Author: William Styron
Participants: Stingo, Sophie
Worst Line(s): "Her voice in my ear, the incomprehensible words in Polish nonetheless understood, urging me on as if in a race, urging me to some ever-receding finish line. Fucking for some reason on the gritty bone-hard floor, the reason unclear, dim, stupid—why, for Christ's sake—then abruptly dawning: to view, as on a pornographic screen, our pale white entwined bodies splashing back from the lusterless mirror on the bathroom door. A kind of furious obsessed wordlessness finally—no Polish, no English, no language, only breath. Soixante-neuf (recommended by the doctor), where after smothering for minute after minute in her moist mossy cunt's undulant swamp, I came at last in Sophie's mouth, came in a spasm of such delayed, prolonged, exquisite intensity that I verged on a scream, or a prayer, and my vision went black, and I gratefully perished. Sleep then—a sleep that was beyond mere sleep. Cold-cocked. Etherized. Dead."
Attacking Williams Styron's kinda adored Holocaust novel Sophie's Choice for its sexism is a thorny prospect, as the author's narrator, Stingo, a young man who fancies himself a writer, is meant to be an object of ridicule. This helps to shield the book from certain kinds of criticism—ostensibly. The reader laughs at his naïveté, the reader groans at his one-minded pursuit of sex, the reader eye-rolls at his purple prose. And Styron must be aware of this, right?
Even if you give the author the benefit of the doubt—which he's due—the book reaches a point where the reader can't help but feel that Styron is letting himself play out certain stereotypically male sexual fantasies under the guise of the character he's created—"Guys, he would act like this, nothing I can do about it"—a character that, again and again, is likened to Styron. This fantasy-making culminates in the book's final sex scene, where Stingo and Sophie, a survivor, couple pornographically.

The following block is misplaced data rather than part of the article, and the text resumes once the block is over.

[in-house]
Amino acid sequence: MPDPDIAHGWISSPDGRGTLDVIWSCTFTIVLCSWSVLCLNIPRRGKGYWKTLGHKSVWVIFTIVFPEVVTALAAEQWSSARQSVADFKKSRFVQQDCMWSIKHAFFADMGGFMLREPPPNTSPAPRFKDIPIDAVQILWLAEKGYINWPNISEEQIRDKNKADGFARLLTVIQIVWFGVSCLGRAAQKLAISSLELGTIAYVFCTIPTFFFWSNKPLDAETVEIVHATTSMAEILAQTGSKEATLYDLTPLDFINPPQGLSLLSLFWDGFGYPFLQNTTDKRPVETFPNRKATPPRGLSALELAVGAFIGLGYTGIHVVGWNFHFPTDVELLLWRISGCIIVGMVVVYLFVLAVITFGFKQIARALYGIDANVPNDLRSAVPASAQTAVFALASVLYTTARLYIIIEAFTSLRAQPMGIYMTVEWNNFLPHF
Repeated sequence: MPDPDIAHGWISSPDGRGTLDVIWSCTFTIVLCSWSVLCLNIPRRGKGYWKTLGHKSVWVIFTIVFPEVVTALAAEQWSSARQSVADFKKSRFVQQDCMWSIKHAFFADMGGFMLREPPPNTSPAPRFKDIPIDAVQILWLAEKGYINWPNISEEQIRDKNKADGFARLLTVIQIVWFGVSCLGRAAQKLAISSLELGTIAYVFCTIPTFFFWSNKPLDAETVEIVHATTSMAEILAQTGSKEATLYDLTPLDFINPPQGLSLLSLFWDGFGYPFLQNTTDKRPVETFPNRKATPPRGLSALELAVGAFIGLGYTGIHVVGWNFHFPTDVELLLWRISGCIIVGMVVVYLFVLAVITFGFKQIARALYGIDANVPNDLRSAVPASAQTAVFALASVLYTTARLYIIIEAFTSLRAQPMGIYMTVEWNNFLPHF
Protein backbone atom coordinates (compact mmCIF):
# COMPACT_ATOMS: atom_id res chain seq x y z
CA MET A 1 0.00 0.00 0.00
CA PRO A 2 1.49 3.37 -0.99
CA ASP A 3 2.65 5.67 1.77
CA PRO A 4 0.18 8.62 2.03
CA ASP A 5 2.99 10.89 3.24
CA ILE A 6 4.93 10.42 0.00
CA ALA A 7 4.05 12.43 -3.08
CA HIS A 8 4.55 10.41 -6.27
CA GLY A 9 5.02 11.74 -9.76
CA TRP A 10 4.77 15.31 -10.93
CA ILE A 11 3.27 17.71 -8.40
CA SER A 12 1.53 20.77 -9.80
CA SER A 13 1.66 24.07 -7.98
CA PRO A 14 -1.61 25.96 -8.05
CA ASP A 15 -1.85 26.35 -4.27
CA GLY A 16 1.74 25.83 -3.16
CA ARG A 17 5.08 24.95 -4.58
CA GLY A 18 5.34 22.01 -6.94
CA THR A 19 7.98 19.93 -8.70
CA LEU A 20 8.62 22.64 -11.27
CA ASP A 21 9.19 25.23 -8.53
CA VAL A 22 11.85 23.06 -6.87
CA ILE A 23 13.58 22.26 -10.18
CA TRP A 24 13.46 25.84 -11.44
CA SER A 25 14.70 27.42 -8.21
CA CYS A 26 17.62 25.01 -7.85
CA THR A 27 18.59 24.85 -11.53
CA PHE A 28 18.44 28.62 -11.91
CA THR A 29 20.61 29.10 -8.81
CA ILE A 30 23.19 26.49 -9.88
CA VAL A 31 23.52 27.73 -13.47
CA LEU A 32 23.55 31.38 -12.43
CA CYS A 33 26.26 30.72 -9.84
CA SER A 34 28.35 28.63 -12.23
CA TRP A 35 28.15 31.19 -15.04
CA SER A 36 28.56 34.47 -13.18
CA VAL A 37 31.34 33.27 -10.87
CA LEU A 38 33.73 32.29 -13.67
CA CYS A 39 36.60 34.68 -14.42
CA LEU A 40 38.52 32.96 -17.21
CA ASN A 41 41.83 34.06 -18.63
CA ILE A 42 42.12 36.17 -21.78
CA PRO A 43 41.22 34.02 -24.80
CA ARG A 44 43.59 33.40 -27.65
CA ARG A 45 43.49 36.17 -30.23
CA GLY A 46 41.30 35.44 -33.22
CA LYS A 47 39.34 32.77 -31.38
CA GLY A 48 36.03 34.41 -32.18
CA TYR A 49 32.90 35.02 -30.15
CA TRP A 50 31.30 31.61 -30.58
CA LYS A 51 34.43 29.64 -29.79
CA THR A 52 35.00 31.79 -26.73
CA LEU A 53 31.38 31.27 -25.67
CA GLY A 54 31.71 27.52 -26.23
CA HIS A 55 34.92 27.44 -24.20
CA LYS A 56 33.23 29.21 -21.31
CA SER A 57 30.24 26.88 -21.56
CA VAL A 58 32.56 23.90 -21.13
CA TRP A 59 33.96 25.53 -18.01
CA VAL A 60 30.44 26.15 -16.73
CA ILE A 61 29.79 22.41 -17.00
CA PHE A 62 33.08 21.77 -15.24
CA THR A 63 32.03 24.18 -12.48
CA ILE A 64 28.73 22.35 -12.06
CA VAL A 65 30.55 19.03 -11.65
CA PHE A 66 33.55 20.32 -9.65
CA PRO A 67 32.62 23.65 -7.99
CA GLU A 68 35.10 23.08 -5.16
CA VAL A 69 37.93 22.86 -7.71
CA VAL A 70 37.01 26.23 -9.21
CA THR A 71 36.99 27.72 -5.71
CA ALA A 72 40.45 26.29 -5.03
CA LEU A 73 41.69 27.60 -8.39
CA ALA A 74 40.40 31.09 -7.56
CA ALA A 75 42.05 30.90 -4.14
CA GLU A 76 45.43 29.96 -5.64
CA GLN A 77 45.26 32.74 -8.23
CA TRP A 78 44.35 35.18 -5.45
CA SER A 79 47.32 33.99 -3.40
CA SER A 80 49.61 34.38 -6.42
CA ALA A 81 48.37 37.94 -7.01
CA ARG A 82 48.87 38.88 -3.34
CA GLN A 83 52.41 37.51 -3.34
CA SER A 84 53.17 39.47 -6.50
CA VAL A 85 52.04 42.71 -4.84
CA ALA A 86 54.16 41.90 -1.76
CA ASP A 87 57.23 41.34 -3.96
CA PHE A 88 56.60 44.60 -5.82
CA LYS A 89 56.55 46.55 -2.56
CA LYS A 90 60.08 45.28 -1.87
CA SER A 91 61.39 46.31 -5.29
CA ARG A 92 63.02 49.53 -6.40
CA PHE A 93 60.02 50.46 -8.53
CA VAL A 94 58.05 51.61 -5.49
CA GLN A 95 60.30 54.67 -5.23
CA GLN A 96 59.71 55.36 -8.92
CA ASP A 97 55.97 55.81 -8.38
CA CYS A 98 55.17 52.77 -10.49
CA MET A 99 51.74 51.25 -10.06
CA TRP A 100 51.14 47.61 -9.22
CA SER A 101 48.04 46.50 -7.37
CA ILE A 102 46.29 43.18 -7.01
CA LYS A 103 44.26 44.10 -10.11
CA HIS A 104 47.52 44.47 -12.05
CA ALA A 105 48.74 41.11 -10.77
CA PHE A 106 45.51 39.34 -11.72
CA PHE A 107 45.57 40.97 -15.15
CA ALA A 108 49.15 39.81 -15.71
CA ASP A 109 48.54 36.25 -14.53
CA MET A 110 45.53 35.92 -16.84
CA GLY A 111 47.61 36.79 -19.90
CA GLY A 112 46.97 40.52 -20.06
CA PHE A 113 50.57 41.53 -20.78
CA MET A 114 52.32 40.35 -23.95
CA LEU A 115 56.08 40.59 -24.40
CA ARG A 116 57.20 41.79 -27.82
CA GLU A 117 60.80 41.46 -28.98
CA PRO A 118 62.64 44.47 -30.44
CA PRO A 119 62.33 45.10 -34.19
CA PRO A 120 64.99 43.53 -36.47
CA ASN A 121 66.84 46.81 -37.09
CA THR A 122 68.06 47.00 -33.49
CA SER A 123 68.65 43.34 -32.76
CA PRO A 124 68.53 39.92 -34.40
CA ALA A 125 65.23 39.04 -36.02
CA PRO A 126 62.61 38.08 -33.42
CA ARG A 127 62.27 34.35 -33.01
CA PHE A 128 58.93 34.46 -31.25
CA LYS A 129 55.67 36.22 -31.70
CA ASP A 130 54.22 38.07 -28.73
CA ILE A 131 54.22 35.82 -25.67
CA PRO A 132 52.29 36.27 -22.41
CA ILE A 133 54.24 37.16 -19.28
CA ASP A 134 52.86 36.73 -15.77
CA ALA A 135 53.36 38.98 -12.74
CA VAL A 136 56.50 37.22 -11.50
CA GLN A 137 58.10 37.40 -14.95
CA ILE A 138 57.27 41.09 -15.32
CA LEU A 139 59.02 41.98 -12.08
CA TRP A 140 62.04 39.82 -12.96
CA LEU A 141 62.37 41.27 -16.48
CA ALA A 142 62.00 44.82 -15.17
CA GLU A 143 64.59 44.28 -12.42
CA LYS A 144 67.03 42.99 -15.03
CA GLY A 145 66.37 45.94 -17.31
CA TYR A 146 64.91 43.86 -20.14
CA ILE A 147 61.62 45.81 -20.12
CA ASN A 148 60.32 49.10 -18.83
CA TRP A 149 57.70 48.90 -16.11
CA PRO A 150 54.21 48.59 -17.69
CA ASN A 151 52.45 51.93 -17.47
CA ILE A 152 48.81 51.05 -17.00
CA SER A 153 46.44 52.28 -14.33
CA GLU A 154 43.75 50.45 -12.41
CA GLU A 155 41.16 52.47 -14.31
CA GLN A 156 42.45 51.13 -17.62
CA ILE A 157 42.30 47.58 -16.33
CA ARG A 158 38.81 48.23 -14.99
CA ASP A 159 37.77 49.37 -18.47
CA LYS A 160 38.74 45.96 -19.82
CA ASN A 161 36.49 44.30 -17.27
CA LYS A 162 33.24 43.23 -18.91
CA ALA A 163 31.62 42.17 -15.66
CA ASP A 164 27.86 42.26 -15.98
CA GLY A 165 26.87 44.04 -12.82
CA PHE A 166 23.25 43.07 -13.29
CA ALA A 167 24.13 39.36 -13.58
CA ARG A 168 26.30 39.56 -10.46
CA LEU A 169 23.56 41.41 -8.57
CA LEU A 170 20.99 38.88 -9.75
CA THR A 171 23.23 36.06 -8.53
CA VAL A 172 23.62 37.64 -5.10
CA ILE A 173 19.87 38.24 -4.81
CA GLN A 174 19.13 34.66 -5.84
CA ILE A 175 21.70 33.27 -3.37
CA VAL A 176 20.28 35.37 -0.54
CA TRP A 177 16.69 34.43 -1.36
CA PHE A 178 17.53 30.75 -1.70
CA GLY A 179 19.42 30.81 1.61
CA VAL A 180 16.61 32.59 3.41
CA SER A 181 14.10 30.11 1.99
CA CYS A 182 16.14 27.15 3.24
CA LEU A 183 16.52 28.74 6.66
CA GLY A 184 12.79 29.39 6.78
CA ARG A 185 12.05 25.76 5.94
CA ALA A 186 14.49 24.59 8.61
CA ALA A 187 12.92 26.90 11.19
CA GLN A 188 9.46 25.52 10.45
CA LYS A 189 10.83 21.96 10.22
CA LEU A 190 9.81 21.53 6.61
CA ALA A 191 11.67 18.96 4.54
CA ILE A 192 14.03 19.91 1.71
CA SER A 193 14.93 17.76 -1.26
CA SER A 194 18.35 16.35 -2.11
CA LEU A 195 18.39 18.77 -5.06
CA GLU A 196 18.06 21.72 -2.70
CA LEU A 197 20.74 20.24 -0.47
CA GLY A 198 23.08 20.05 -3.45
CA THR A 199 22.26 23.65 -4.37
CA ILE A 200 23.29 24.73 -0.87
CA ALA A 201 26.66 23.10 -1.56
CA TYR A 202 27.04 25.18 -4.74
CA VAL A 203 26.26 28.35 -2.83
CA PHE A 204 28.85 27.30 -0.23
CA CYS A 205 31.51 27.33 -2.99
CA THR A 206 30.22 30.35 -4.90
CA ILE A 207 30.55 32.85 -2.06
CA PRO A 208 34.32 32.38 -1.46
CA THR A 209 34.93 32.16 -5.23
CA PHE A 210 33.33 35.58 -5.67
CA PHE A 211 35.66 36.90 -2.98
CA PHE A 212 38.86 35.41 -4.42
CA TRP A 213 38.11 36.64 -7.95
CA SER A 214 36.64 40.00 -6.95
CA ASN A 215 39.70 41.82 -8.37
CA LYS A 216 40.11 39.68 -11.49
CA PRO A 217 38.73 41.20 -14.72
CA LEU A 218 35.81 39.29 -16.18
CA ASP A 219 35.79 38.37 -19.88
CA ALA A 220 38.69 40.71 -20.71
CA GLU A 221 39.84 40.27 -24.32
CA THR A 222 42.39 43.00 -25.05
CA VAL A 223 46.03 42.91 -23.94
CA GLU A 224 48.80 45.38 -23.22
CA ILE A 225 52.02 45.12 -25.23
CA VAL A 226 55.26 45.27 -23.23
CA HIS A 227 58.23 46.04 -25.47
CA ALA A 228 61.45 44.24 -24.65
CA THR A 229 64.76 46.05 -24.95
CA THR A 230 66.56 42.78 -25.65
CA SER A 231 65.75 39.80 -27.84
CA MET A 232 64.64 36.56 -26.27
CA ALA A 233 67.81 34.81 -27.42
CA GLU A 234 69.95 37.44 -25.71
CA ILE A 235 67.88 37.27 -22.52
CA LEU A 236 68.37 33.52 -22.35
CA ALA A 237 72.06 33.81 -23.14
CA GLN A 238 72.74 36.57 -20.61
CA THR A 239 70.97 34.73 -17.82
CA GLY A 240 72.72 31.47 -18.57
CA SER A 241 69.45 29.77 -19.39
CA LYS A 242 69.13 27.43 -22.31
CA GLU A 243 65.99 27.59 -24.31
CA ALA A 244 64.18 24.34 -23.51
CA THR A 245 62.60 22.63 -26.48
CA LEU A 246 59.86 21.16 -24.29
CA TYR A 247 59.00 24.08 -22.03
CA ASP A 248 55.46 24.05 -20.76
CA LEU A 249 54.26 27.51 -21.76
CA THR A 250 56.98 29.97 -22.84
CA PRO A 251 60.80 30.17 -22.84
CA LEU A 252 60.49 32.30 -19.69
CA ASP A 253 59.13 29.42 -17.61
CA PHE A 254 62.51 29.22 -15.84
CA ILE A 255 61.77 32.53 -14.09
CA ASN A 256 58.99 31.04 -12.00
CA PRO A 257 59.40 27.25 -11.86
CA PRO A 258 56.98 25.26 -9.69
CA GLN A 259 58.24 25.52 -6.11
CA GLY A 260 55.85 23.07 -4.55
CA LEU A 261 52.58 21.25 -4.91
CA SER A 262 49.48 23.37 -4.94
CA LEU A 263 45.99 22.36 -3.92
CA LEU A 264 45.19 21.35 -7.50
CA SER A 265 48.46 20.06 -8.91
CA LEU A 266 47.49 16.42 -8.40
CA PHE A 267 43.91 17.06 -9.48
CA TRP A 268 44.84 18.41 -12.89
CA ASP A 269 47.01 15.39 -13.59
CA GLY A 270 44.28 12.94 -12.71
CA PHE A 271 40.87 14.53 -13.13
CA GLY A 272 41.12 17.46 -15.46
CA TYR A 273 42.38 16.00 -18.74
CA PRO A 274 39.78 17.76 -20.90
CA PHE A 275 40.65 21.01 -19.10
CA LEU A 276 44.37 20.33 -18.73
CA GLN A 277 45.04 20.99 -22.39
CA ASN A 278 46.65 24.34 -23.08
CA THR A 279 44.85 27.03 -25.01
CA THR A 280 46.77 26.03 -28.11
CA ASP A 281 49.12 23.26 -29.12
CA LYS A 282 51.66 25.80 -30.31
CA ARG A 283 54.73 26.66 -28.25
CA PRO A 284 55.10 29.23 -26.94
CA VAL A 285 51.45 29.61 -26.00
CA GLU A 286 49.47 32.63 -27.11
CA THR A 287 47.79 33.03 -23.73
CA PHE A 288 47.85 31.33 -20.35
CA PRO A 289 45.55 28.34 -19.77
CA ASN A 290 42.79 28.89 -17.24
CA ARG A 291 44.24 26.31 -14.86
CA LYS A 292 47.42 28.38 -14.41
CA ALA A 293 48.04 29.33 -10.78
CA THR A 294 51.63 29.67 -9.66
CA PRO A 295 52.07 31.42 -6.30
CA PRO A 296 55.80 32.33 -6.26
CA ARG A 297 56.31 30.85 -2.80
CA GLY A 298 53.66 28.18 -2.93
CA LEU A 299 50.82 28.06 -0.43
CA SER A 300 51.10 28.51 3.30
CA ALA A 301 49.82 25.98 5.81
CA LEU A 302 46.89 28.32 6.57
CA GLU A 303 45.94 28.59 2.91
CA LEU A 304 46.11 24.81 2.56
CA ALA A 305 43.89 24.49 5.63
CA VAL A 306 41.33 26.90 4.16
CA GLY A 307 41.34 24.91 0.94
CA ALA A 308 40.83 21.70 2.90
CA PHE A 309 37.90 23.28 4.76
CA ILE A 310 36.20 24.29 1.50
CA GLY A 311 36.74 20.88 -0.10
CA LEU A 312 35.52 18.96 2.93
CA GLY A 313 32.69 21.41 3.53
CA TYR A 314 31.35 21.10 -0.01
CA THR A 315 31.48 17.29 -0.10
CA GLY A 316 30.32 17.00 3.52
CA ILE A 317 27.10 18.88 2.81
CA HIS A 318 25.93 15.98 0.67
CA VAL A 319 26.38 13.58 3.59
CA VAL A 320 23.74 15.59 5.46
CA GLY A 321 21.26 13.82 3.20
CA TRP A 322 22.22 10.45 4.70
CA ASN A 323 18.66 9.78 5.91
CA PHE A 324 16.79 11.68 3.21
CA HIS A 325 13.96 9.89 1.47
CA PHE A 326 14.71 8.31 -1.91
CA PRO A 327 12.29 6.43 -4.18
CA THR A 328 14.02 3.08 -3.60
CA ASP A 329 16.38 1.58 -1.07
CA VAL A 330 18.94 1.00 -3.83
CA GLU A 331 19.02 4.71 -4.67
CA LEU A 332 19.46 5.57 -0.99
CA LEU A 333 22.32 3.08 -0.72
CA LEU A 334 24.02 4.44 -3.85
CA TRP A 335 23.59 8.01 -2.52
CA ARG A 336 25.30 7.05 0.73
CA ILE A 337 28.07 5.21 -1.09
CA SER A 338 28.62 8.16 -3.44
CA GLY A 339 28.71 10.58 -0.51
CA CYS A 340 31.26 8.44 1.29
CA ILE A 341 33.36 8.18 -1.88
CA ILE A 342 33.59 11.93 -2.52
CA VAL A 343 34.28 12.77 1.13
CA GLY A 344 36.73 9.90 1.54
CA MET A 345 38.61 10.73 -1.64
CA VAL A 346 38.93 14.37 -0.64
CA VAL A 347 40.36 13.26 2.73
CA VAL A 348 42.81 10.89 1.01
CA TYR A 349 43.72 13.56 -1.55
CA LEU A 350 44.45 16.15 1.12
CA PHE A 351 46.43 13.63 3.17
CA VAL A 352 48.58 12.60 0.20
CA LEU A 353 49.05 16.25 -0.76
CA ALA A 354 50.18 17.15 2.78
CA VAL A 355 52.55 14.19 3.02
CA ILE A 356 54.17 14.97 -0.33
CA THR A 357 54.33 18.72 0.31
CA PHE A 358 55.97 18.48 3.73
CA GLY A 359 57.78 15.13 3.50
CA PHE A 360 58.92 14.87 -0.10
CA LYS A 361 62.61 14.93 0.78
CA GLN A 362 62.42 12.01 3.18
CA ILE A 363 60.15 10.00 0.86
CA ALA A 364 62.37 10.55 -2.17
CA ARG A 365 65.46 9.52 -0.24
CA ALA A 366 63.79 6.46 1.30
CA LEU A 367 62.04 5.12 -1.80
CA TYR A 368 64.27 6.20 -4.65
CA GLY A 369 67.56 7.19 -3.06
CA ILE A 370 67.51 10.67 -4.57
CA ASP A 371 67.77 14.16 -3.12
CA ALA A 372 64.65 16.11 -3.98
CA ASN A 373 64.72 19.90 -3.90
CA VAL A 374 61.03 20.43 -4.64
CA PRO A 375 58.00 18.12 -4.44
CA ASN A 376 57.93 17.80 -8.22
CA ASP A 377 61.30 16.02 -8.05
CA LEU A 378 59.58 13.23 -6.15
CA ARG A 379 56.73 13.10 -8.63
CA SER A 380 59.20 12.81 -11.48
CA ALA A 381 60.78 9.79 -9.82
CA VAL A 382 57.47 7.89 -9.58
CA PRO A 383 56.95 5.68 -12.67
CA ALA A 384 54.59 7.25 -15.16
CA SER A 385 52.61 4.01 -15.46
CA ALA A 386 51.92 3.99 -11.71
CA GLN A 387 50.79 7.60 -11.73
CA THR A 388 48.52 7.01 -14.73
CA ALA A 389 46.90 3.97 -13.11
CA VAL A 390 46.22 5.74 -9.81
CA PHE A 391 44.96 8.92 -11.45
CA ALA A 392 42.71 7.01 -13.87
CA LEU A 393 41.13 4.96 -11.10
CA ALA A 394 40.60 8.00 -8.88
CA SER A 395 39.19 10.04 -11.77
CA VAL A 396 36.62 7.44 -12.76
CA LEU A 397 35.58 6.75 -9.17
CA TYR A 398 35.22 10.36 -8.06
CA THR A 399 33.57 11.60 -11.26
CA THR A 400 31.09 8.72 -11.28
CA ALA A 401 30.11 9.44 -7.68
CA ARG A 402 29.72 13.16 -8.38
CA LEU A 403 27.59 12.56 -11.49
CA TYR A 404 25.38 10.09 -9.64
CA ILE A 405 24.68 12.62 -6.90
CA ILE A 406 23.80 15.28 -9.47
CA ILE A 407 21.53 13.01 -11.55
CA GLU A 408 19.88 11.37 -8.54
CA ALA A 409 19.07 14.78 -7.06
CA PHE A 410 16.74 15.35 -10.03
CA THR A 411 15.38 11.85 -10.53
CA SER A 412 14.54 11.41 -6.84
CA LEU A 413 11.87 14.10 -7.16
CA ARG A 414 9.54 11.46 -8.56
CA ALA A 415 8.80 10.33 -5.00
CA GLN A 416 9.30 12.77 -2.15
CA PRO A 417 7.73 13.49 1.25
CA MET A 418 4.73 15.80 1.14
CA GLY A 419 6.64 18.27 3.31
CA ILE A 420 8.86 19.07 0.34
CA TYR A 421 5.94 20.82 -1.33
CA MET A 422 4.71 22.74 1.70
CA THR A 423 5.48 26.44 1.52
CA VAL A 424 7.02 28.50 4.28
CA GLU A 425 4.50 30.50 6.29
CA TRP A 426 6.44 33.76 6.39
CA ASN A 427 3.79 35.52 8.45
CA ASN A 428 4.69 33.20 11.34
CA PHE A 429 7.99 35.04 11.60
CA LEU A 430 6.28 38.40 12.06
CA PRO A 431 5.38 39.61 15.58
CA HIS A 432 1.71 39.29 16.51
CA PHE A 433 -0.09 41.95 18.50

Stingo has lusted after Sophie for the length of the novel. Indeed, his obsession with Sophie has grown concurrently to his learning about her time in the death camp at Auschwitz. This narrative linkage of the Holocaust and sex is symbolically represented by the carnal, fleshy Sophie. Her body, first abused by Nazis and now a site of charged eroticism, conflates genocide and sexuality. It's disaster porn and porn porn at the same damn time.
And so the reader arrives at the money shot. After hundreds of pages of griping about losing his virginity, Stingo gets to fuck Sophie. The long sex bout, which marginalizes her experience completely, concludes with him ejaculating in her mouth. Shortly after, Sophie kills herself. Stingo proudly tells her sad sad sad tale for the betterment of humanity. It's all beyond laughable.
This writer has no use for novels such as this. —Ross Scarano